A broadband boost for Pittsylvania
May 19 was a landmark day for residents of Pittsylvania County: It was the day ground was broken in Blairs for a project designed to bring broadband internet access to unserved or underserved rural areas of the county. County leaders staged a symbolic groundbreaking ceremony on the site of a soon-to-be-built communications tower that will be part of a network of such towers that will open the world to now isolated sections of Pittsylvania. And with that opening could come new investment, new jobs and new opportunities for the county and its residents.
Mid-Atlantic Broadband Corp. is a key component of Pittsylvania’s rural broadband project. For almost two decades, MBC has been the creator of the “middle mile” of broadband access across Southside Virginia with its fiber optic network throughout the region. The “middle mile” is the crucial link between major internet access points and local internet service providers.
It’s also the most expensive buildout portion of the link, though with public-private partnerships, MBC has worked to share those costs with would-be local ISPs interested in a certain market. That’s how MBC and the Pittsylvania Board of Supervisors cooperated to bring this new project to fruition. Earlier, the supervisors awarded SCS Broadband, based in Arrington in Nelson County, the contract as the ISP for the project.
SCS uses a combination of terrestrial and wireless-to-fiber connections to serve customers in rural areas of Virginia, areas overlooked by the major broadband players because they’re simply too difficult and/or too costly to serve. In that sense, SCS functions very much like an electric cooperative in the early days of rural electrification in America. The buildout of the project should be complete within 12 to 18 months.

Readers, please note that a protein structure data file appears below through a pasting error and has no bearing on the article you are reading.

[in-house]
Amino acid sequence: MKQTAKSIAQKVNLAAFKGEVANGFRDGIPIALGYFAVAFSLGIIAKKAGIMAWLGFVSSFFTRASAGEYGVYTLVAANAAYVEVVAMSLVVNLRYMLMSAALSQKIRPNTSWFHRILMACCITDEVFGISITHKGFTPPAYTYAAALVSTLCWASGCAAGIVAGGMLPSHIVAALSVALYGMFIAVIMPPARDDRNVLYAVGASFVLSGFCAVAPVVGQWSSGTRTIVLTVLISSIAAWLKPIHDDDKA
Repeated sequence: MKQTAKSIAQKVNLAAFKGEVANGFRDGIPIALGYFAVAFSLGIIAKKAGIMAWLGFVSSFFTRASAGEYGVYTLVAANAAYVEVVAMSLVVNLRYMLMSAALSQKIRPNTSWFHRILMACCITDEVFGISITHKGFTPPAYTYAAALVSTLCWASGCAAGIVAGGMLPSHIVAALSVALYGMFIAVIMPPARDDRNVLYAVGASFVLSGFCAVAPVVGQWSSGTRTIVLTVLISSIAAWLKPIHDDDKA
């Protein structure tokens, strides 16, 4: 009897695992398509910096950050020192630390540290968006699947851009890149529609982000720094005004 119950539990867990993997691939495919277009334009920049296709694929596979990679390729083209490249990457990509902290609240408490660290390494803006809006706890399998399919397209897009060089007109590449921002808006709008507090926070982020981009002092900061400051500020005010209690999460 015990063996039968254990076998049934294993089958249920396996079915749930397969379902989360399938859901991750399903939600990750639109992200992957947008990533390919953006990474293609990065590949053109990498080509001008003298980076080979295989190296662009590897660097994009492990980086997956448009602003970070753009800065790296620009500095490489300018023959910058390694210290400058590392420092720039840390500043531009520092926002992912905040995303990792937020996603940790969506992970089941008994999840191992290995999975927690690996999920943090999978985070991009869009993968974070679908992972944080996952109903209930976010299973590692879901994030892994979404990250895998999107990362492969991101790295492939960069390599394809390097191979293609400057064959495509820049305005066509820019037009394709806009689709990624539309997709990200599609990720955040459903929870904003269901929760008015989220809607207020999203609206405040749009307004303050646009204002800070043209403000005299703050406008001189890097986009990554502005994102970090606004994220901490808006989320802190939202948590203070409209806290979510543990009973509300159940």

SCS will be placing its equipment on county-owned towers and working with the county public school system and volunteer fire department to identify any other usable tall objects that could be used to push out the wireless signal. We have long argued that broadband internet access should be viewed in the same light as rural electrification was in the 1930s. That was when President Franklin Roosevelt created the Rural Electrification Administration to bring electric power to rural America.
He knew that electricity would be the catalyst to pull the rural hinterland out of the throes of the Great Depression and lay the foundation for its entry into the modern, 20th century economy. That is essentially the potential of broadband access today: a fundamental utility of the modern, 21st century economy that all parts of the country should have access to and at a reasonable cost. Indeed, one could make the argument that government should regulate ISPs in much the same way as electric companies today to ensure they operate in the best interest of the public.
Bob Warren, chairman of the Pittsylvania Board of Supervisors, put it best: “Today’s groundbreaking is not only the beginning of fiber construction, it’s for the new jobs and investments that will be made in the rural areas of the county due to improved internet services. … The implications of this lengthy project will be truly limitless.” Limitless, indeed.
For residents, schoolchildren, businesses, entrepreneurs … the door to the 21st century economy is about to swing open.
And not a moment too soon.